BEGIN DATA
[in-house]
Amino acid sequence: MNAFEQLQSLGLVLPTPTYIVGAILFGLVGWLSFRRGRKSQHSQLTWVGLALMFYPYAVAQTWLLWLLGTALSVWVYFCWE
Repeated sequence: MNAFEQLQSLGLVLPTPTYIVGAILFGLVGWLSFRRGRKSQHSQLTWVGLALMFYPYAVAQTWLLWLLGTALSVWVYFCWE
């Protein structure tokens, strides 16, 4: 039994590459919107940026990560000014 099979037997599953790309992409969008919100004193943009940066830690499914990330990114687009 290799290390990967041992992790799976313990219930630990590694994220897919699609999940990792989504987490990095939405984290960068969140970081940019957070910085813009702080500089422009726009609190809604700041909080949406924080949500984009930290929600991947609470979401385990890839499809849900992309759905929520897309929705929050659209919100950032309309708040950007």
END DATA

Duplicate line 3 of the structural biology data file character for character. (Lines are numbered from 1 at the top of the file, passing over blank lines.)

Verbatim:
Repeated sequence: MNAFEQLQSLGLVLPTPTYIVGAILFGLVGWLSFRRGRKSQHSQLTWVGLALMFYPYAVAQTWLLWLLGTALSVWVYFCWE